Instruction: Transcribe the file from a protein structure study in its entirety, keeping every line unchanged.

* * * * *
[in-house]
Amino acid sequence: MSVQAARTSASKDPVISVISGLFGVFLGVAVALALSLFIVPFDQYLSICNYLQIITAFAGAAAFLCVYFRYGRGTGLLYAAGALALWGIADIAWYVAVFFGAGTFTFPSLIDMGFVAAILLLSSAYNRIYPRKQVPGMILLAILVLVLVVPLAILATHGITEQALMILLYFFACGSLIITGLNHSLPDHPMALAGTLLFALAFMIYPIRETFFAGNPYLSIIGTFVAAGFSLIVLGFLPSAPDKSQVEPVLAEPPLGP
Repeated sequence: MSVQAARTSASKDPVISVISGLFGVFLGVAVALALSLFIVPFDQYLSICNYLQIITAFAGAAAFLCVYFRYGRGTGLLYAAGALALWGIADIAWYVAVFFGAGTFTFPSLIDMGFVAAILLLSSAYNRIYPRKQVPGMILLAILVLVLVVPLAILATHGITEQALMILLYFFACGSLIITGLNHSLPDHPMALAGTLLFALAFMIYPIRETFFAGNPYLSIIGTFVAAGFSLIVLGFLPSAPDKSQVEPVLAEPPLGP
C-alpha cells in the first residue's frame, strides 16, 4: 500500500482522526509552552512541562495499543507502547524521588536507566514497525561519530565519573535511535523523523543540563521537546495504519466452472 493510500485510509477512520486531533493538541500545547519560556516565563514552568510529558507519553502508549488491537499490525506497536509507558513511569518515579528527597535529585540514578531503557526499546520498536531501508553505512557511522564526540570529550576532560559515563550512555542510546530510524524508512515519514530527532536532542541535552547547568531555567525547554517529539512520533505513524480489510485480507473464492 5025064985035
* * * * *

[in-house]
Amino acid sequence: MSVQAARTSASKDPVISVISGLFGVFLGVAVALALSLFIVPFDQYLSICNYLQIITAFAGAAAFLCVYFRYGRGTGLLYAAGALALWGIADIAWYVAVFFGAGTFTFPSLIDMGFVAAILLLSSAYNRIYPRKQVPGMILLAILVLVLVVPLAILATHGITEQALMILLYFFACGSLIITGLNHSLPDHPMALAGTLLFALAFMIYPIRETFFAGNPYLSIIGTFVAAGFSLIVLGFLPSAPDKSQVEPVLAEPPLGP
Repeated sequence: MSVQAARTSASKDPVISVISGLFGVFLGVAVALALSLFIVPFDQYLSICNYLQIITAFAGAAAFLCVYFRYGRGTGLLYAAGALALWGIADIAWYVAVFFGAGTFTFPSLIDMGFVAAILLLSSAYNRIYPRKQVPGMILLAILVLVLVVPLAILATHGITEQALMILLYFFACGSLIITGLNHSLPDHPMALAGTLLFALAFMIYPIRETFFAGNPYLSIIGTFVAAGFSLIVLGFLPSAPDKSQVEPVLAEPPLGP
C-alpha cells in the first residue's frame, strides 16, 4: 500500500482522526509552552512541562495499543507502547524521588536507566514497525561519530565519573535511535523523523543540563521537546495504519466452472 493510500485510509477512520486531533493538541500545547519560556516565563514552568510529558507519553502508549488491537499490525506497536509507558513511569518515579528527597535529585540514578531503557526499546520498536531501508553505512557511522564526540570529550576532560559515563550512555542510546530510524524508512515519514530527532536532542541535552547547568531555567525547554517529539512520533505513524480489510485480507473464492 5025064985035